A linked data platform with the potential that metadata professionals long for

Jackie Shieh, a Descriptive Data Management Librarian at Smithsonian Libraries, recently completed our Wikidata how-to course for beginners. Here, Jackie provides a detailed account of what that experience was like.

Logo of the Smithsonian Institution.

Learning the way of triple statements is something very new to librarians, especially metadata professionals who are no strangers to rules and the interpretation for application when describing library collections. For the last two years, the momentum of library data migration from once-siloed library MARC data to an open data structure, such as Resource Description Framework (RDF), has accelerated.

Wikidata is a linked data platform that carries the potential metadata professionals long for: structure, open, and interoperability. Creating new Wikidata items, associating items with property, adding new and editing triple statements in place of MARC data are new activities to many of metadata professionals. Colleagues from traditional cultural heritage institutions have now found a new calling, learning ontologies in describing information resources applying RDF statements to generate data graphs. Though this is a new and perhaps welcome challenge, many remain apprehensive about Wikidata, the learning curve, and are looking for opportunities to learn. Wiki Education fills this void to provide a platform for learning as an individual and in a group.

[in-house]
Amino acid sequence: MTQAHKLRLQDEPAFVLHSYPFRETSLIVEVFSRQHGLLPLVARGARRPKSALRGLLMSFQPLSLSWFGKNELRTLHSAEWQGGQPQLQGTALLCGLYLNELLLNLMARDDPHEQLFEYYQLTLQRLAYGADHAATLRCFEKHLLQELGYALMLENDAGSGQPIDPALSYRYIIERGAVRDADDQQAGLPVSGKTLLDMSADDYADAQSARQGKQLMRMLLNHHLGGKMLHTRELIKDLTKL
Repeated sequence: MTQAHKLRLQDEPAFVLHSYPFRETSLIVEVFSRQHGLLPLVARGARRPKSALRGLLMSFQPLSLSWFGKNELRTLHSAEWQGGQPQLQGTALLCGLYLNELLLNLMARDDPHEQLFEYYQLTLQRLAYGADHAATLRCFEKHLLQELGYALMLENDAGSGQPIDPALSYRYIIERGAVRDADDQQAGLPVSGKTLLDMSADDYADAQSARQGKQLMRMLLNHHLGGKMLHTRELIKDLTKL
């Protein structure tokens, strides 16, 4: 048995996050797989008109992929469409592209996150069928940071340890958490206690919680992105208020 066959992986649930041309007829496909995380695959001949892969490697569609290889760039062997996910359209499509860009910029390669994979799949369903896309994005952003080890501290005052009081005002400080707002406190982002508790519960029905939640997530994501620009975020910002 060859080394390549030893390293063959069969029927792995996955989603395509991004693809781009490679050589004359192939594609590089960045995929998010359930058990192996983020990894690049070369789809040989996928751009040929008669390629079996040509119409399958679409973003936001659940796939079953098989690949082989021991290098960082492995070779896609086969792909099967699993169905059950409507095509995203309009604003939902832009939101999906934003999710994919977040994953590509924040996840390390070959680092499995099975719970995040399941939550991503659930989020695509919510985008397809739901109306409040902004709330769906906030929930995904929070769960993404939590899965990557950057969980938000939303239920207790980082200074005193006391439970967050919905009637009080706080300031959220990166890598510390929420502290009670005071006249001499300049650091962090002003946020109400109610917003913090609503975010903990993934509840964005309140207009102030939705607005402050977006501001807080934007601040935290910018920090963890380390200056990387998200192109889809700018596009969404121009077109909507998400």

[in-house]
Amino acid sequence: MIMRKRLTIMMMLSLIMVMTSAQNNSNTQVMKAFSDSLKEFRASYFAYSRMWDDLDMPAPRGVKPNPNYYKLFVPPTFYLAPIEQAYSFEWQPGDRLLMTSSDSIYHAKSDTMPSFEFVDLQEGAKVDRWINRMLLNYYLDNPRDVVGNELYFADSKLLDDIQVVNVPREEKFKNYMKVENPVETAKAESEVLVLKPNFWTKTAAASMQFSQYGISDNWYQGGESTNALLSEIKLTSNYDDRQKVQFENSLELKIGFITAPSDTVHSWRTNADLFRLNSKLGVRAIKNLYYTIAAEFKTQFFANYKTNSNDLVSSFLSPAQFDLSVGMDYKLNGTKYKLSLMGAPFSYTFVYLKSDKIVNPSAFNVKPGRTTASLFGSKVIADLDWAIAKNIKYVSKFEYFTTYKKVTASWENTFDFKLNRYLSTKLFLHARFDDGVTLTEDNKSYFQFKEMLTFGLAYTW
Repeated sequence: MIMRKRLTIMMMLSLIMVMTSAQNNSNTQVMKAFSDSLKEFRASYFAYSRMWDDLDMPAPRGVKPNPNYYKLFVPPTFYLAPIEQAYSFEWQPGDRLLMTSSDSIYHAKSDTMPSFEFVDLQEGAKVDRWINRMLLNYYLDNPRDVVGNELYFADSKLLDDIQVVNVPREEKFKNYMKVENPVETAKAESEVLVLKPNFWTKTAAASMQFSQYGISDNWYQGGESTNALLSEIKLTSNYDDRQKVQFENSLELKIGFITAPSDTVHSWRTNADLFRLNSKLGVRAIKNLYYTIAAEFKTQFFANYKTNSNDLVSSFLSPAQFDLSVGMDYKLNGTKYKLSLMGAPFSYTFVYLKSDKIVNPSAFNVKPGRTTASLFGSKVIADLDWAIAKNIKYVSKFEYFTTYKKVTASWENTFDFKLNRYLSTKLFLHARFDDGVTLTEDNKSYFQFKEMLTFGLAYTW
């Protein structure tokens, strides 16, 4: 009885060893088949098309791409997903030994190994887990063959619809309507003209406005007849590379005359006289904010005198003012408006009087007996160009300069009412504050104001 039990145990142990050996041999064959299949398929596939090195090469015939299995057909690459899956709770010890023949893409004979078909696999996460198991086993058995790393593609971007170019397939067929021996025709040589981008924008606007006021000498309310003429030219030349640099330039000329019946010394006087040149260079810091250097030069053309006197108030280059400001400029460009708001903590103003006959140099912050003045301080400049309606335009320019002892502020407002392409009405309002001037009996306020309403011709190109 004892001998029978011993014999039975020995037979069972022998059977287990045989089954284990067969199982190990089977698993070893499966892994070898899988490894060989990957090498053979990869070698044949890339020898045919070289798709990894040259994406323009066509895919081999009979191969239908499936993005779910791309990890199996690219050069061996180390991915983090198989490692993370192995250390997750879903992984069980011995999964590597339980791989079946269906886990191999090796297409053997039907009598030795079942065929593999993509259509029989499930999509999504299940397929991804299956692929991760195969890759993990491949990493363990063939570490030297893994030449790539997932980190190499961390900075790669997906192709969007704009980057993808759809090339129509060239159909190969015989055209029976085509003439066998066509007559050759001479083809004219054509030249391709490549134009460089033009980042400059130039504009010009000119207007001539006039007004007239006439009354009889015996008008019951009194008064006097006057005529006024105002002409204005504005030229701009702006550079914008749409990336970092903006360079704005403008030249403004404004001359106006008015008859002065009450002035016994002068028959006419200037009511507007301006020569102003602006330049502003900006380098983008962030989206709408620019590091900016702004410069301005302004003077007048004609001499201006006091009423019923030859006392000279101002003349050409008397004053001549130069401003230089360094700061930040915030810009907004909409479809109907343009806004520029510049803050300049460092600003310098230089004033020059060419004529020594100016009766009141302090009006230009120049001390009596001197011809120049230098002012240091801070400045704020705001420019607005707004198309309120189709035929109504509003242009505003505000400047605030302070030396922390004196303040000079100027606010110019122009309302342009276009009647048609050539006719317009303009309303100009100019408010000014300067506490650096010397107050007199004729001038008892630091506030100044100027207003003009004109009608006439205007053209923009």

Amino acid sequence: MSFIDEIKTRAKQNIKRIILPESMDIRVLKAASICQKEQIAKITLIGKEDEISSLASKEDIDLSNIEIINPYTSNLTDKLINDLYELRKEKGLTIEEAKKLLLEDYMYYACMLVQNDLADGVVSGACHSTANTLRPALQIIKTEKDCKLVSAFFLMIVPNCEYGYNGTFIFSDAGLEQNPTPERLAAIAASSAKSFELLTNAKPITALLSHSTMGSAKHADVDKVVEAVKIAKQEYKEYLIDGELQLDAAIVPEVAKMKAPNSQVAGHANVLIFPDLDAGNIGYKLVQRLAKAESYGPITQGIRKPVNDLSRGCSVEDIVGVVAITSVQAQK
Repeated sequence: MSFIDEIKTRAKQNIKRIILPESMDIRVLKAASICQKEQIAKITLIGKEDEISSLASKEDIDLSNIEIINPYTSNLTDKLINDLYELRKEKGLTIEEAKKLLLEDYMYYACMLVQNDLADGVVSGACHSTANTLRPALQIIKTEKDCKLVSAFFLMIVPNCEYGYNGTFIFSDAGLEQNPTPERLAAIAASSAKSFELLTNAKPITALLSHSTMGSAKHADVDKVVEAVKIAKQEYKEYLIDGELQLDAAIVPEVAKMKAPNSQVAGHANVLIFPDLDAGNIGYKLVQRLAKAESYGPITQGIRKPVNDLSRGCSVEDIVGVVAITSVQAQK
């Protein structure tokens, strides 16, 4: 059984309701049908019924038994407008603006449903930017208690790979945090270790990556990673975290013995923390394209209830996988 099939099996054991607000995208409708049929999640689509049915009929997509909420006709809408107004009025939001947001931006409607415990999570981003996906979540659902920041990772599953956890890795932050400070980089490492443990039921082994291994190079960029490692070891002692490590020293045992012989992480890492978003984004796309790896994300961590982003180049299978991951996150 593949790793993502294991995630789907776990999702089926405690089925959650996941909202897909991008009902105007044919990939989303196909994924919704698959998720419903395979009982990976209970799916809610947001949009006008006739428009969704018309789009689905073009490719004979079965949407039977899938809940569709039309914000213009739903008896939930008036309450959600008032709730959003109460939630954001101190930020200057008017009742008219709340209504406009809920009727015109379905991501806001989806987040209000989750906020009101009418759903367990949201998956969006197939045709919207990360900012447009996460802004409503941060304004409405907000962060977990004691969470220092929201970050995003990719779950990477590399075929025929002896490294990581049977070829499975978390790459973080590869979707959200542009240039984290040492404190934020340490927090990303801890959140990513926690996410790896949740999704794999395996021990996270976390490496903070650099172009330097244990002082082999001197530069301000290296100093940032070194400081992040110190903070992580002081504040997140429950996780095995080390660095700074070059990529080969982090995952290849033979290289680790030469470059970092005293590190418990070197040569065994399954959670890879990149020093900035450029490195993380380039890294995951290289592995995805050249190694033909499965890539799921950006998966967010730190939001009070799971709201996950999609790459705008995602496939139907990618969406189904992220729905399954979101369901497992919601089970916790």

The Join the Open Data Movement: Wikidata for beginners call from Wiki Education in Winter 2019 came just at the right time when I desired to obtain some better understanding of Wikidata and prepare curriculum for internal staff professional developments. Questions raised from the call at data.wikiedu.org, subsequent emails exchanges, and most of all affordable financial support allowed me to participate and gain the necessary insights for descriptive data in the world of linked and open data.

The color scheme and layout for this course were visually pleasant to me, though the Dashboard took a little time to get used to. The course design (seminar type), e.g., required reading, exercises, timeline, statistics of editing activities, quizzes, and the on- and off-line interactions between lectures and Q&A were extremely helpful. The facilitator and helper were gracious of their time and expertise. A weekly recap via email was an excellent means to track and review the week’s progress. The course facilitators provided us the practical experience to work with the creation, editing, and referencing of Wikidata items that I decided to add/edit.

While editing statements and references, though at times, I was lost as what to do next, or where to locate help, I was always provided upon inquiring. Wikidata in itself remains a bit hard to navigate to find solutions for troubleshooting. Even the mechanism to resolve an issue provided by the system was not adequately obvious to a newcomer. This is a Mediawiki infrastructure design issue. But the Wiki Education team did its best to alleviate the lostness of its participants during and after the class.

Professionals in GLAM institutions who wish to embark and break through traditional information descriptive work, the Wiki Education courses can lead the way of that change for those who so desire.

Registration for our upcoming Wikidata courses is open! New to linked data? Join the open data movement in our beginner’s course. Have more experience with linked data or Wikidata? Sign up for our intermediate course that focuses on applications. Or visit data.wikiedu.org for more information.


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